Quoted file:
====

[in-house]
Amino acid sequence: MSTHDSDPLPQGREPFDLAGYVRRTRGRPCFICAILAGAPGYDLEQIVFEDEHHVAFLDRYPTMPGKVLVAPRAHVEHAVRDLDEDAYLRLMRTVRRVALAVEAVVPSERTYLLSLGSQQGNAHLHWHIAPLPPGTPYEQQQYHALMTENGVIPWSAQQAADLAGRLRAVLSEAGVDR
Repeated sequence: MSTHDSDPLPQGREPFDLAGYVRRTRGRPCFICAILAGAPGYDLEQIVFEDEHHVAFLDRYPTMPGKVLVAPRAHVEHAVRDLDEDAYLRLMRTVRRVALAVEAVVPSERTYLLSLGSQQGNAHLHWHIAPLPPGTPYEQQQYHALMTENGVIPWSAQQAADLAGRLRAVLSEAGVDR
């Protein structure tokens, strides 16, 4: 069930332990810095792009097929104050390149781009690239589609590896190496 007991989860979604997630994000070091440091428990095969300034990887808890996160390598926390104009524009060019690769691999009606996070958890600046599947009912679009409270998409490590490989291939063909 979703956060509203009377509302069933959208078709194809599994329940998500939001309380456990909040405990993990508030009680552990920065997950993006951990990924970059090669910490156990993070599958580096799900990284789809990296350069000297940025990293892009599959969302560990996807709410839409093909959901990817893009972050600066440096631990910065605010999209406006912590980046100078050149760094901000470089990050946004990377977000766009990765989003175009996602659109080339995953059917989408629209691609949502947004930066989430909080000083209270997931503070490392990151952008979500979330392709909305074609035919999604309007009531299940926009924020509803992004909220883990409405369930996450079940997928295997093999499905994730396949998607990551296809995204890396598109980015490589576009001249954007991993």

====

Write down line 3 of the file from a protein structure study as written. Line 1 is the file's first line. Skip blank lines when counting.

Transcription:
Repeated sequence: MSTHDSDPLPQGREPFDLAGYVRRTRGRPCFICAILAGAPGYDLEQIVFEDEHHVAFLDRYPTMPGKVLVAPRAHVEHAVRDLDEDAYLRLMRTVRRVALAVEAVVPSERTYLLSLGSQQGNAHLHWHIAPLPPGTPYEQQQYHALMTENGVIPWSAQQAADLAGRLRAVLSEAGVDR